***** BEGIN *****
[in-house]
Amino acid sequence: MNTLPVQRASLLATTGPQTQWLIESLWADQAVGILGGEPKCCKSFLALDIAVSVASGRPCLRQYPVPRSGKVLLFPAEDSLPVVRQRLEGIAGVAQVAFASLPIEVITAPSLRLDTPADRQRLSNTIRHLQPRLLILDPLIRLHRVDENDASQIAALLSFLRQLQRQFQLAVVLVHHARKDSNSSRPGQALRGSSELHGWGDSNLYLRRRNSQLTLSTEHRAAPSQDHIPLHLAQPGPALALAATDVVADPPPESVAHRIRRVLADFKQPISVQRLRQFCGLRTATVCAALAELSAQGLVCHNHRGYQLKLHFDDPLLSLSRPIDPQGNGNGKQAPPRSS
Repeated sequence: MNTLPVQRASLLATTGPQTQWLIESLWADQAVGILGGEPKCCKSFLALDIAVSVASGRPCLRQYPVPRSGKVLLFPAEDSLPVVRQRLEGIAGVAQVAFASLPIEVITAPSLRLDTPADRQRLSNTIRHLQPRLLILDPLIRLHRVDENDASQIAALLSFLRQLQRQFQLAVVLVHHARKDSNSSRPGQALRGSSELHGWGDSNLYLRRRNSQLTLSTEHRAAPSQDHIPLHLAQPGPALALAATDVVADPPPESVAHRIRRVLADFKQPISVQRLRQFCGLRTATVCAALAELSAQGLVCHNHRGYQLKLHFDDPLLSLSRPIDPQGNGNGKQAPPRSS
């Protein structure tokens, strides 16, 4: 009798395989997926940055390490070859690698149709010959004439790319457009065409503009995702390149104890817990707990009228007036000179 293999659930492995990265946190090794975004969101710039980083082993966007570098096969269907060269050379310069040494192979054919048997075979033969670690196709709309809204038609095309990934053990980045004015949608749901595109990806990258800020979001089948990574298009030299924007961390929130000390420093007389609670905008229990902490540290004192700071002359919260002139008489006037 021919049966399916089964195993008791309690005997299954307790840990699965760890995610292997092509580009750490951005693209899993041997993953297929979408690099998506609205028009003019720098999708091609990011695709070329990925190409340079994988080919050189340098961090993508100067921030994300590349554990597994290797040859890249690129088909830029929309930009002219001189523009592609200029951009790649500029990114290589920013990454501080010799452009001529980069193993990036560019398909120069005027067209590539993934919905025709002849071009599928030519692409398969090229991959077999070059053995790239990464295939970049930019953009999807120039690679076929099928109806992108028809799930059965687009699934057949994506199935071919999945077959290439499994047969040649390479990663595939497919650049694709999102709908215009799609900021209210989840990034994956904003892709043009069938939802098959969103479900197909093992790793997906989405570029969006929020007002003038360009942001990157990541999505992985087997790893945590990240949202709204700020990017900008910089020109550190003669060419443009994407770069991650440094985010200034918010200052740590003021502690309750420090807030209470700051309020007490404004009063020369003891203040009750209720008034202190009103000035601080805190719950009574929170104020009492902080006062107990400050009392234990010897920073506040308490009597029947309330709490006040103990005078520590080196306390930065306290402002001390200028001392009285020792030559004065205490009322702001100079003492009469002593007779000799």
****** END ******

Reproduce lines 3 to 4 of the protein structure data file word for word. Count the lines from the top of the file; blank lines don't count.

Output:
Repeated sequence: MNTLPVQRASLLATTGPQTQWLIESLWADQAVGILGGEPKCCKSFLALDIAVSVASGRPCLRQYPVPRSGKVLLFPAEDSLPVVRQRLEGIAGVAQVAFASLPIEVITAPSLRLDTPADRQRLSNTIRHLQPRLLILDPLIRLHRVDENDASQIAALLSFLRQLQRQFQLAVVLVHHARKDSNSSRPGQALRGSSELHGWGDSNLYLRRRNSQLTLSTEHRAAPSQDHIPLHLAQPGPALALAATDVVADPPPESVAHRIRRVLADFKQPISVQRLRQFCGLRTATVCAALAELSAQGLVCHNHRGYQLKLHFDDPLLSLSRPIDPQGNGNGKQAPPRSS
């Protein structure tokens, strides 16, 4: 009798395989997926940055390490070859690698149709010959004439790319457009065409503009995702390149104890817990707990009228007036000179 293999659930492995990265946190090794975004969101710039980083082993966007570098096969269907060269050379310069040494192979054919048997075979033969670690196709709309809204038609095309990934053990980045004015949608749901595109990806990258800020979001089948990574298009030299924007961390929130000390420093007389609670905008229990902490540290004192700071002359919260002139008489006037 021919049966399916089964195993008791309690005997299954307790840990699965760890995610292997092509580009750490951005693209899993041997993953297929979408690099998506609205028009003019720098999708091609990011695709070329990925190409340079994988080919050189340098961090993508100067921030994300590349554990597994290797040859890249690129088909830029929309930009002219001189523009592609200029951009790649500029990114290589920013990454501080010799452009001529980069193993990036560019398909120069005027067209590539993934919905025709002849071009599928030519692409398969090229991959077999070059053995790239990464295939970049930019953009999807120039690679076929099928109806992108028809799930059965687009699934057949994506199935071919999945077959290439499994047969040649390479990663595939497919650049694709999102709908215009799609900021209210989840990034994956904003892709043009069938939802098959969103479900197909093992790793997906989405570029969006929020007002003038360009942001990157990541999505992985087997790893945590990240949202709204700020990017900008910089020109550190003669060419443009994407770069991650440094985010200034918010200052740590003021502690309750420090807030209470700051309020007490404004009063020369003891203040009750209720008034202190009103000035601080805190719950009574929170104020009492902080006062107990400050009392234990010897920073506040308490009597029947309330709490006040103990005078520590080196306390930065306290402002001390200028001392009285020792030559004065205490009322702001100079003492009469002593007779000799």